Gardeners know that earthworms are beneficial to the soil. But if a gardener wants to establish a population of earthworms in a newly prepared garden spot, what kind of soil will attract and keep them there? There are many species of earthworms at work underfoot, and most of them have similar needs for survival.
One acre of land may contain well over 1 million earthworms. Soil scientists have studied the effects of tilling on earthworm populations. They found that in agricultural conditions, shallow tillage increased the earthworm populations, while deep tilling decreased their population. The "no-till" methods are some of the healthiest options for earthworms, especially when coupled with organic or sustained-earth farming practices where soil building is the focus and few or no chemicals are used. Different species of worms responded differently to tillage practices.
Earthworms constantly till the soil as it passes through them. They "eat" the soil, removing nutrients they need from it and returning what remains in the form of "castings." Soil they eat is pulverized by their gizzards and mixed with organic matter. Minerals and nutrients processed by worms are in a form that is immediately available to plant roots.
Earthworms must be able to move through the soil easily. If soil is hard clay, or dry and compacted, they will go elsewhere to create their tunnels. A layer of ground surface litter--organic matter such as dead grass and leaves--will attract worms. This is the kind of food source they are drawn to. As they work through the layer, it is turned into fertile castings. Worms also carry the surface layer down with them through the next few inches of soil, mixing it together as they tunnel. This loosens and softens the deeper soil. Worm tunnels loosen the soil for water and roots, and in turn, water and roots keep the soil worm-friendly.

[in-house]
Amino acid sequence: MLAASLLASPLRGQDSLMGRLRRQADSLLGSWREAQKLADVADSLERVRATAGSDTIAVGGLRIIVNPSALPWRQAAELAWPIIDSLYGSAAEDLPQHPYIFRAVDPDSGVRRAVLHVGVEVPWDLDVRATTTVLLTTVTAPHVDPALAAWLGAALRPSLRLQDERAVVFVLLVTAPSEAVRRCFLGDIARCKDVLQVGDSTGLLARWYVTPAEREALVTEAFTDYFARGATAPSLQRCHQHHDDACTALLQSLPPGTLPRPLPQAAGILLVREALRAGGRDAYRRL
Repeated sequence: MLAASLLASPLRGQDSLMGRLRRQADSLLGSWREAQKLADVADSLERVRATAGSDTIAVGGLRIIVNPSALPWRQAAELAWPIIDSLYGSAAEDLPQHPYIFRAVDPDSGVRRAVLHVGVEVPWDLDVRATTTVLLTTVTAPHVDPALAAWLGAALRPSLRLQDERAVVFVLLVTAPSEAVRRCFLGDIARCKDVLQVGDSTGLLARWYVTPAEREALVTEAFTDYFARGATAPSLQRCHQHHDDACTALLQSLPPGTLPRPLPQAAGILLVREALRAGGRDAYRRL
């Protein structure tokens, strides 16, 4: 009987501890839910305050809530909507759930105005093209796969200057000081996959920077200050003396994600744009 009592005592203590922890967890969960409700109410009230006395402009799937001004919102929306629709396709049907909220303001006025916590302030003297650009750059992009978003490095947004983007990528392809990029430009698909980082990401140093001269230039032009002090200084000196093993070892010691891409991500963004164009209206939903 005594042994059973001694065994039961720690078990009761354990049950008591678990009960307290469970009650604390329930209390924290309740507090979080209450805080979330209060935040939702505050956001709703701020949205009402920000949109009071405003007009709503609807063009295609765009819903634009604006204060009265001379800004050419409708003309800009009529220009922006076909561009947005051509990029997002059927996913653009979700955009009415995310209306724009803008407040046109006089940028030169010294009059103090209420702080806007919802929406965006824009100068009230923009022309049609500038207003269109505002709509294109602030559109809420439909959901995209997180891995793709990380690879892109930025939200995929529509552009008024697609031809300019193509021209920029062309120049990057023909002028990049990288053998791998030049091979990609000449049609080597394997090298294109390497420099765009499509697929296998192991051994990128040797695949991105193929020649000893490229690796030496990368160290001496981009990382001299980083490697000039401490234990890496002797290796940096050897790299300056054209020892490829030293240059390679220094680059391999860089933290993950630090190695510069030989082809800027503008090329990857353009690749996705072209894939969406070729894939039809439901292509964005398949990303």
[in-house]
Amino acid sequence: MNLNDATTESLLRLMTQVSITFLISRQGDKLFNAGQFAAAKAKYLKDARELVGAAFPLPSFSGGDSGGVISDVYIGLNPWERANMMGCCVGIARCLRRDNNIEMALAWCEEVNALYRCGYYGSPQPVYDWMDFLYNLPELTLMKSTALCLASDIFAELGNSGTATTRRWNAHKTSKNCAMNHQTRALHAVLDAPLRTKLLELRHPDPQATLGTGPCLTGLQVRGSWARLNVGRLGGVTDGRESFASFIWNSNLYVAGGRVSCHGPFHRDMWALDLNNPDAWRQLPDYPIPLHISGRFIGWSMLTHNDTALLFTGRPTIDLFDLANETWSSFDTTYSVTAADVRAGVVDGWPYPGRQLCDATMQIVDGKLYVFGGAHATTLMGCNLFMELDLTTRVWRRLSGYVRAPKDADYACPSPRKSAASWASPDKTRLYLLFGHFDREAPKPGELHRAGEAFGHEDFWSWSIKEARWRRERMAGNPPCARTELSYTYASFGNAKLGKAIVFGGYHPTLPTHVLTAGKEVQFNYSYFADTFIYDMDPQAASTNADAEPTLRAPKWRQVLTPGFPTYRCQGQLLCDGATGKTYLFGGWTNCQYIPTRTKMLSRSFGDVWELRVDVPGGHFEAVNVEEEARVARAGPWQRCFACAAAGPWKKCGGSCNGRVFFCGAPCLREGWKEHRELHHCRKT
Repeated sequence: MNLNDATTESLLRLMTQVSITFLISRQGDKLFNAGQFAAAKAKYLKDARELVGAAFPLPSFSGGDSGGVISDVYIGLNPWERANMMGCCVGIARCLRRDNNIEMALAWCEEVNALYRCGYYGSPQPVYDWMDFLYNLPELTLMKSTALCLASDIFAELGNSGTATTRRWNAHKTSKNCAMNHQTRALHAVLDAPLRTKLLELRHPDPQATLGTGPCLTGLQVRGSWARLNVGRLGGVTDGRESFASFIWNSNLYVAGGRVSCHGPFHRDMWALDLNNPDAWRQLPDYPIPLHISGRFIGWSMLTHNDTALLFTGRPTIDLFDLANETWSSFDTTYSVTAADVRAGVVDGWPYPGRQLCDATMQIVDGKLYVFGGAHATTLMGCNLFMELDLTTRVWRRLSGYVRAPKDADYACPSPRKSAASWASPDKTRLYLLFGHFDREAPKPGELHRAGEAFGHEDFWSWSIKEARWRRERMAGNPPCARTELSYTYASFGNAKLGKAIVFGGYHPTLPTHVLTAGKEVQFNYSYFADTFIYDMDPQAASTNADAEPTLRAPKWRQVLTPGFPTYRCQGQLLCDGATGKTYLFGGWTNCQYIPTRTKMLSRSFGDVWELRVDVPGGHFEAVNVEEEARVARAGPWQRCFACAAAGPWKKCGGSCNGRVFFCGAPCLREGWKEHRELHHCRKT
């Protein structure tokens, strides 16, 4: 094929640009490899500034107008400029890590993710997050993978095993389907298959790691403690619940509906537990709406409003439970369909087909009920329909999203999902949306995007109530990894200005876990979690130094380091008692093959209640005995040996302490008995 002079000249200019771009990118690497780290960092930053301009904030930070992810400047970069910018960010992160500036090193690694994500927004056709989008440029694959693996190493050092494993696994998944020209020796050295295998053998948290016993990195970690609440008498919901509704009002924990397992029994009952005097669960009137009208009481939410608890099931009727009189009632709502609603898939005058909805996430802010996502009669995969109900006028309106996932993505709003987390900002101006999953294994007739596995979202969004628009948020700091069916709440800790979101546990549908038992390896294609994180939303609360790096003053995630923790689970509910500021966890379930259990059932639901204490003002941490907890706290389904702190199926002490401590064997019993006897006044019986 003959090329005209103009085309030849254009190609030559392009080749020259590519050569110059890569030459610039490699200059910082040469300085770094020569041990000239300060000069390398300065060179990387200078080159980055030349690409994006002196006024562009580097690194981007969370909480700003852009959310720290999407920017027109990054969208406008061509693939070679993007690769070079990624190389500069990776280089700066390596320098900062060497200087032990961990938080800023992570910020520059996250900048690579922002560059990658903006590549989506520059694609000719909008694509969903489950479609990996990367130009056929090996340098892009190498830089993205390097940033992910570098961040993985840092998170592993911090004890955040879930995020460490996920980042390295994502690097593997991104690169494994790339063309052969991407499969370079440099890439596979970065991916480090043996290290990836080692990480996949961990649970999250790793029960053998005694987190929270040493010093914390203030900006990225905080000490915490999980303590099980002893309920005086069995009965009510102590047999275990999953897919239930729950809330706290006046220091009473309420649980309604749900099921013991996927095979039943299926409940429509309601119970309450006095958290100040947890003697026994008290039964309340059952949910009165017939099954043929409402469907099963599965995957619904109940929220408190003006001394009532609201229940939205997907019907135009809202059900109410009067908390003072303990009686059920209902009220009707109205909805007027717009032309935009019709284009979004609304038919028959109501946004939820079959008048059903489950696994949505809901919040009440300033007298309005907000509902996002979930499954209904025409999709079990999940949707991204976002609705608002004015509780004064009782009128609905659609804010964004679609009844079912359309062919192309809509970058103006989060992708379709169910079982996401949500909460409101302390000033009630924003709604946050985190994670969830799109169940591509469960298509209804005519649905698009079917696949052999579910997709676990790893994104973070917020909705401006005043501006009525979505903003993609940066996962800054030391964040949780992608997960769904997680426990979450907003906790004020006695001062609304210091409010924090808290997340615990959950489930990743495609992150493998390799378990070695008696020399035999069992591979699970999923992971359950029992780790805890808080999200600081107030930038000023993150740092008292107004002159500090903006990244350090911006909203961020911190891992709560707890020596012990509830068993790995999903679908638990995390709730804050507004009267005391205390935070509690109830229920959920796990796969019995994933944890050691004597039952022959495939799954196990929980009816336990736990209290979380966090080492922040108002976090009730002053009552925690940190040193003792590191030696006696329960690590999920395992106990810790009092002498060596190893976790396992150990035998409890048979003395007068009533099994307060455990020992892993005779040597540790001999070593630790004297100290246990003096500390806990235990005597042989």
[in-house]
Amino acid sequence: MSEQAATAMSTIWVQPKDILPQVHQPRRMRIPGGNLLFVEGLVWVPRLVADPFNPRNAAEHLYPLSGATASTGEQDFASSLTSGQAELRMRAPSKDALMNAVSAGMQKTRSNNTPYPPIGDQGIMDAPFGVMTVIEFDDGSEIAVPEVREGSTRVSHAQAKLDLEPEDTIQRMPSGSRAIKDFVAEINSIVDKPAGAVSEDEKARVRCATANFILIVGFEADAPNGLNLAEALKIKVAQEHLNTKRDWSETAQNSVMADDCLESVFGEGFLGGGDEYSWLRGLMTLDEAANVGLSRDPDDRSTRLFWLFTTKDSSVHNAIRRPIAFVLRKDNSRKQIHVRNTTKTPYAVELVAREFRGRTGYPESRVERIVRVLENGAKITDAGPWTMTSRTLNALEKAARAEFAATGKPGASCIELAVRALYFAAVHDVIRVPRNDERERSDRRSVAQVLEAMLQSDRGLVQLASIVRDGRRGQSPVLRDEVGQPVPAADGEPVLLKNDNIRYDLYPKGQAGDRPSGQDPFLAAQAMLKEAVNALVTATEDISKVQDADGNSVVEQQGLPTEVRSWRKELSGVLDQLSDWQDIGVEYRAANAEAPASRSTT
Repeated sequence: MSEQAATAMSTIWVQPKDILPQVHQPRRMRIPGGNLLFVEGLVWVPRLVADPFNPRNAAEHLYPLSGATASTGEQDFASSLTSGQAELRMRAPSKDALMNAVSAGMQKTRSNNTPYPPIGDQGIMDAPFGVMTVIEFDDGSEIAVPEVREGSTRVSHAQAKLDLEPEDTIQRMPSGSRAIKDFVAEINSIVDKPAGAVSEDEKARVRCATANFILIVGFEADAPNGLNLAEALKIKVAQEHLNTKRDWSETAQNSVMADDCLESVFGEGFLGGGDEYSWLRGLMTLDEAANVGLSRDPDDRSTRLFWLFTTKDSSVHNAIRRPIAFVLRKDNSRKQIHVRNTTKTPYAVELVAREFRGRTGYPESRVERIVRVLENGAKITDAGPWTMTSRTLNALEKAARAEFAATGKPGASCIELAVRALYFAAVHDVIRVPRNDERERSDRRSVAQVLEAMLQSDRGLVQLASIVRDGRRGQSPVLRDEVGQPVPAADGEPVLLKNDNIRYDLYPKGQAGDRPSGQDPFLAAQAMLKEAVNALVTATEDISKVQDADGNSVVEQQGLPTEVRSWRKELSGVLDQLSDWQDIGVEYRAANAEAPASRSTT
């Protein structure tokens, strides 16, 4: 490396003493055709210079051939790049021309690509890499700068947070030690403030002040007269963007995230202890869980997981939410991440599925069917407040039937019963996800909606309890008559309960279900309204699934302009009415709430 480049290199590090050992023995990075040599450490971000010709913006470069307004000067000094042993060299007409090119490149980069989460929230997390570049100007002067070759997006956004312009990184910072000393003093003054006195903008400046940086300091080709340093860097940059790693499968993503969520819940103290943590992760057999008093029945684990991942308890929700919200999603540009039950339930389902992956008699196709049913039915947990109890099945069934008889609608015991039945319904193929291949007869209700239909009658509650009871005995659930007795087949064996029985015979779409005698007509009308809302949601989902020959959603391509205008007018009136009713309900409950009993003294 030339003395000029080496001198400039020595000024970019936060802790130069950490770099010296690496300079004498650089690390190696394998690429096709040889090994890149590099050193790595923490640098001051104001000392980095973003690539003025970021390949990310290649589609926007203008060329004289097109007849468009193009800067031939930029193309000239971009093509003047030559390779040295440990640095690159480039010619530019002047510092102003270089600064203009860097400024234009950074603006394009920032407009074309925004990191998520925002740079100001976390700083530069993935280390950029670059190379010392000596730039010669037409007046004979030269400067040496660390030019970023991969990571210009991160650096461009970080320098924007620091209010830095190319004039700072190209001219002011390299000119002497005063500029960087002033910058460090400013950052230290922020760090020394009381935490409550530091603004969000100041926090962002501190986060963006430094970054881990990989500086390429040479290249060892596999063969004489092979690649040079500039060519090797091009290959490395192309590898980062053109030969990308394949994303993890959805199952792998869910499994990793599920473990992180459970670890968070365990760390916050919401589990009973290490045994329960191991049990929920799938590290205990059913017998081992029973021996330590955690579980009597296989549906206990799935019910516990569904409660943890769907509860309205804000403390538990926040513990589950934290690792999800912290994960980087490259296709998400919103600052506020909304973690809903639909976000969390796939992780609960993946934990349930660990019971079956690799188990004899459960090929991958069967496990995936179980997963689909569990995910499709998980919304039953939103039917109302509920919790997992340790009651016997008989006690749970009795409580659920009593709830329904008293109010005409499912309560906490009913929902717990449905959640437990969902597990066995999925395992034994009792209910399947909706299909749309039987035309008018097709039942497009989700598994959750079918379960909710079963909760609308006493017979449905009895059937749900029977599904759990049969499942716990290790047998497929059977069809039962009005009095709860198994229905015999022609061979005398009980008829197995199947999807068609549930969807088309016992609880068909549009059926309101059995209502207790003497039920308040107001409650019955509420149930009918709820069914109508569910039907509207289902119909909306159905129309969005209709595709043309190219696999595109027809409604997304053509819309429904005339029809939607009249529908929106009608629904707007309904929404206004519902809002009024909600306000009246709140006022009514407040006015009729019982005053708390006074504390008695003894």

Moist soil with a layer of organic matter for nutrients will attract worms. The longer they work it, the more desirable the soil is for them to stay.
Worms need the darkness that deep, loose soil gives them. They actually become paralyzed if they are in the light for very long. Exposure above ground will also cause them to dehydrate rapidly and die. So worms favor compost piles and cool, moist areas under mulch.
Earthworms do not live in areas where conditions are not right for them. Temperature extremes as well as arid or swampy areas are not worm-friendly. Altitude also determines the species of worm that will live in an area.
Some of the earthworm species in the U.S. are known as "invasive" earthworms. They were brought from Europe many years ago, and have spread throughout North America.
One of the easiest ways to invite earthworms into the garden is to use organic matter as mulch. This layer will keep the soil cooler and will slow moisture evaporation. Organic mulch is food for earthworms, and so is compost mixed in or spread on top of the soil. A gardener who provides food and hospitable living conditions for earthworms will find plenty of them living in the soil.
About the Author
Fern Fischer's print and online work has appeared in publications such as Midwest Gardening, Dolls, Workbasket, Quilts for Today and Cooking Fresh. With a broader focus on organic gardening, health, rural lifestyle, home and family articles, she specializes in topics involving antique and modern quilting, sewing and needlework techniques.
Good soil for earthworms ©fletcher